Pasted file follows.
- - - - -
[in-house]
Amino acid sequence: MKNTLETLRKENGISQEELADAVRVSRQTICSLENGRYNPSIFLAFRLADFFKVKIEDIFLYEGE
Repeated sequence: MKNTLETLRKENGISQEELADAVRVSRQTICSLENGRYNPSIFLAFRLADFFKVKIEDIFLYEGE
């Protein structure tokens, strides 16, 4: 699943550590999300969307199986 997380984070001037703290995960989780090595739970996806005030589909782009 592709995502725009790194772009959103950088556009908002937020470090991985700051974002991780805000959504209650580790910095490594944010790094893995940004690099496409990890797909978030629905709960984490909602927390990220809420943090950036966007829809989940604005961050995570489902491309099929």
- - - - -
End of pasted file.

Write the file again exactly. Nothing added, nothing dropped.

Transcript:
[in-house]
Amino acid sequence: MKNTLETLRKENGISQEELADAVRVSRQTICSLENGRYNPSIFLAFRLADFFKVKIEDIFLYEGE
Repeated sequence: MKNTLETLRKENGISQEELADAVRVSRQTICSLENGRYNPSIFLAFRLADFFKVKIEDIFLYEGE
């Protein structure tokens, strides 16, 4: 699943550590999300969307199986 997380984070001037703290995960989780090595739970996806005030589909782009 592709995502725009790194772009959103950088556009908002937020470090991985700051974002991780805000959504209650580790910095490594944010790094893995940004690099496409990890797909978030629905709960984490909602927390990220809420943090950036966007829809989940604005961050995570489902491309099929």